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No. 09-2154 Wiecek v. Lafler Because Wiecek filed his habeas petition after the effective date of the Antiterrorism and Effective Death Penalty Act (AEDPA), we review de novo the district court's conclusions on issues of law and on mixed questions of law and fact, and we review its factual findings for clear error. Armstrong v. Morgan, 372 F.3d 778, 781 (6th Cir. 2004.) Pursuant to AEDPA, a federal court shall not grant a habeas petition with respect to any claim that was adjudicated on the merits in the state court unless the adjudication resulted in a decision that: (1) was contrary to, or involved an unreasonable application of, clearly-established federal law as determined by the Supreme Court; or (2) was based on an unreasonable determination of the facts in light of the evidence presented to the state courts. 28 U.S.C. § 2254(d); Irick v. Bell, 565 F.3d 315, 31920 (6th Cir. 2009). "Under the `contrary to' clause, a federal habeas court may grant the writ if the state court arrives at a conclusion opposite to that reached by [the Supreme Court] on a question of law or if the state court decides a case differently than [the Supreme Court] has on a set of materially indistinguishable facts." Williams v. Taylor, 529 U.S. 362, 41213 (2000). Under the unreasonable application clause, a federal habeas court may grant the writ if the state court's application of clearly established federal law to the facts of the prisoner's case was objectively unreasonable. Id. at 40911. As to the determination of unreasonableness, "[t]he question under AEDPA is not whether a federal court believes the state court's determination was incorrect but whether that determination was unreasonable--a substantially higher threshold." Schiro v. Landrigan, 550 U.S. 465, 473 (2007). In analyzing whether a state court decision is contrary to or an unreasonable application of clearly established Supreme Court precedent, we may consider only the holdings of the Supreme Court's decisions at the time the relevant state court rendered its decision. See Lockyer v. Andrade, -7-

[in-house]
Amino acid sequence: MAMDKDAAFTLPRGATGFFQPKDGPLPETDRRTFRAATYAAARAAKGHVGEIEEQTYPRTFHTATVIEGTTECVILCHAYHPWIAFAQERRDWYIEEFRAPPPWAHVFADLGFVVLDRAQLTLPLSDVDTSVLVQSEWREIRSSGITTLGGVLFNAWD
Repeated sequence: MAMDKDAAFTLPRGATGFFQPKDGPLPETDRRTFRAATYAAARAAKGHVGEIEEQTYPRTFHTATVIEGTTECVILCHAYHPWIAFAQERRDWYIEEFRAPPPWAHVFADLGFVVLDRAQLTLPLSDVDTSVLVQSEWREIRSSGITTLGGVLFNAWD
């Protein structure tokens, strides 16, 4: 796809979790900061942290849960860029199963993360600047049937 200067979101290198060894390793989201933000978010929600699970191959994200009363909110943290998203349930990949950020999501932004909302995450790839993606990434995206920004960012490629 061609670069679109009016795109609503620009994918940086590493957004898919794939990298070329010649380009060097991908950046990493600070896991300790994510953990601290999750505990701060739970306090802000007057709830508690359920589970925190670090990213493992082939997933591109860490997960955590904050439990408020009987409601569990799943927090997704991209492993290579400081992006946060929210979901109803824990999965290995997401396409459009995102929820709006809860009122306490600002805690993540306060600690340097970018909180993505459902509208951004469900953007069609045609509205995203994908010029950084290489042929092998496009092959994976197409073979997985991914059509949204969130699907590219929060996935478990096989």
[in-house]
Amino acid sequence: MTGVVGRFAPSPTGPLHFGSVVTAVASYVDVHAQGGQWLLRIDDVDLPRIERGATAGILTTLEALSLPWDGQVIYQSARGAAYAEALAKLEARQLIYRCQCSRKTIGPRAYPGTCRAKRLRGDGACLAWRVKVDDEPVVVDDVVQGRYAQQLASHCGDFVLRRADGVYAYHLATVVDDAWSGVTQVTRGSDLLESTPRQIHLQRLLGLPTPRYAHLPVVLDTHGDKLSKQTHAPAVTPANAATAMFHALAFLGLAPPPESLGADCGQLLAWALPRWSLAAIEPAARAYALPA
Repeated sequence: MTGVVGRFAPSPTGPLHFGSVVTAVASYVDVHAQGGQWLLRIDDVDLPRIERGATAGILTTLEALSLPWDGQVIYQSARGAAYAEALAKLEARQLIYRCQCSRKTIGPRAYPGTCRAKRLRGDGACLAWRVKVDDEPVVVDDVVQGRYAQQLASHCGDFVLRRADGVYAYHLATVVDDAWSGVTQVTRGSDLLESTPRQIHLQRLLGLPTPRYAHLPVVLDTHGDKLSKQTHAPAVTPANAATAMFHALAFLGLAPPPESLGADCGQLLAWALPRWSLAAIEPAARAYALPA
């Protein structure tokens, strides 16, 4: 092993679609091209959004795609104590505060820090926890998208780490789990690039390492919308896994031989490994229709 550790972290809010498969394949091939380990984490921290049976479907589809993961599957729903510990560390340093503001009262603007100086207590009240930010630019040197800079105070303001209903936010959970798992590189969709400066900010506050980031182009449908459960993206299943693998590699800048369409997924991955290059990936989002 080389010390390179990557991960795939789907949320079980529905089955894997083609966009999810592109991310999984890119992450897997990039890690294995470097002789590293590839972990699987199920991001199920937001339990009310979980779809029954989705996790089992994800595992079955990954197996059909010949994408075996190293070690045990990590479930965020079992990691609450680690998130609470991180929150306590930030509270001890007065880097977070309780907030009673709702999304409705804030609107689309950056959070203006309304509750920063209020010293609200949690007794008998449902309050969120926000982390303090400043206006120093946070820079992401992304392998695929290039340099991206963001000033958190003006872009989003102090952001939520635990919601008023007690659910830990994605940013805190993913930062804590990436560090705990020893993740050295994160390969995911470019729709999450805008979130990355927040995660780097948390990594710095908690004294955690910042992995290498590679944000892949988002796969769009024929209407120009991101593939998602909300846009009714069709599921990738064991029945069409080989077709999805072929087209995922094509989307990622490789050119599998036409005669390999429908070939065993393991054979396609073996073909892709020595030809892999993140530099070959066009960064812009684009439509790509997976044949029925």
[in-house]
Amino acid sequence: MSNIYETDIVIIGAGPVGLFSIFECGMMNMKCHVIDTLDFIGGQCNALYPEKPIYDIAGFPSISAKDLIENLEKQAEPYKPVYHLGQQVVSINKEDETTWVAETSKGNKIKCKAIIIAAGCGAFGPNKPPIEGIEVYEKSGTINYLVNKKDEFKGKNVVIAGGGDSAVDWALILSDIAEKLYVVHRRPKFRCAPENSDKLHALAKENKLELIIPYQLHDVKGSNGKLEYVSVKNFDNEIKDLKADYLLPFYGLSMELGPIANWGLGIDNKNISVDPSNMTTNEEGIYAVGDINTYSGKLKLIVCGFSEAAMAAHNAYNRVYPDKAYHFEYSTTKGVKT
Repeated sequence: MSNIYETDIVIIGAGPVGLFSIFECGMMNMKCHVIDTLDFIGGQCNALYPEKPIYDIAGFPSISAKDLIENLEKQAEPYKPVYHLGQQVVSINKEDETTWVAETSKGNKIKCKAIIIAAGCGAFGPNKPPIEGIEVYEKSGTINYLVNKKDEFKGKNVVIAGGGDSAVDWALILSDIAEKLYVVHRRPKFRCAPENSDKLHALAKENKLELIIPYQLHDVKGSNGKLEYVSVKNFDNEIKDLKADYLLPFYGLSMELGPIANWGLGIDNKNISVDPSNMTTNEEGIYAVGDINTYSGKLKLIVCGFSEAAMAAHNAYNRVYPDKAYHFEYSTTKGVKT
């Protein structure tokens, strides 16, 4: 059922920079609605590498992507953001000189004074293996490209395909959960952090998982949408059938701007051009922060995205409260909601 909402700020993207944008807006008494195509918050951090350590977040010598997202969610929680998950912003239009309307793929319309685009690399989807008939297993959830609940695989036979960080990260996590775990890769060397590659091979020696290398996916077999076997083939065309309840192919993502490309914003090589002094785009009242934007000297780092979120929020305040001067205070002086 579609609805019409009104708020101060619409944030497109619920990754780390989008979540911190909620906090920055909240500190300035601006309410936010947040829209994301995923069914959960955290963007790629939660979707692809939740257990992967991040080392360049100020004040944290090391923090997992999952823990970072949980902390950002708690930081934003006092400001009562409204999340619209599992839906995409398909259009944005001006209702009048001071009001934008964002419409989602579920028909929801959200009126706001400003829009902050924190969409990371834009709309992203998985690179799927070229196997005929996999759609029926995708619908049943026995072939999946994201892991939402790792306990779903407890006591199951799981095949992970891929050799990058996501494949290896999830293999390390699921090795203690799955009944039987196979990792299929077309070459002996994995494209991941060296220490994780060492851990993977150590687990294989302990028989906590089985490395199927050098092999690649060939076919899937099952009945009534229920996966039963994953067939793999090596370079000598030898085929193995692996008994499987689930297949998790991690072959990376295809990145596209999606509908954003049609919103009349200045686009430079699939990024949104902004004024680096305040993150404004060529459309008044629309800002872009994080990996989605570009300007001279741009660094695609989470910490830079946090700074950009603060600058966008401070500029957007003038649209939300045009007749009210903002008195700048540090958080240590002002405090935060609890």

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No. 09-2154 Wiecek v. Lafler 538 U.S. 63, 7172 (2003); Williams, 529 U.S. at 412. Yet, this court's decisions "may be informative to the extent [they] have already reviewed and interpreted the relevant Supreme Court case law to determine whether a legal principle or right had been clearly established by the Supreme Court." Hill v. Hofbauer, 337 F.3d 706, 716 (6th Cir. 2003). III. The State contends that the Michigan Court of Appeals did not unreasonably apply clearly established federal law by upholding the trial court's exclusion of D.R.'s journal, as the poem did not advance Wiecek's defense theories of consent or improper motive. Moreover, the State maintains that Wiecek presented his defense theory--that D.R. engaged in consensual sex with him but could not recall the event due to an alcoholic blackout--through expert testimony and through D.R.'s admissions on cross-examination that she had been sexually aroused while in the hot tub, had significant experience with drinking, and had suffered subsequent alcoholic blackouts. Wiecek, however, contends that D.R.'s journal was substantially probative of his defense theory, as it demonstrated that she had experienced prior alcoholic blackouts and reinforced his argument that D.R.'s accusation was motivated by guilt stemming from "her unseemly behavior on the night in question." The Sixth Amendment guarantees the right of a criminal defendant in a state or federal prosecution "to be confronted with the witnesses against him." U.S. Const. amend. VI; see also Pointer v. Texas, 380 U.S. 400, 407 (1965). Cross-examination is a "primary interest" secured by the Confrontation Clause; indeed, it "is the principal means by which the believability of a witness and the truth of his testimony are tested." Davis v. Alaska, 415 U.S. 308, 31516 (1974) (internal -8-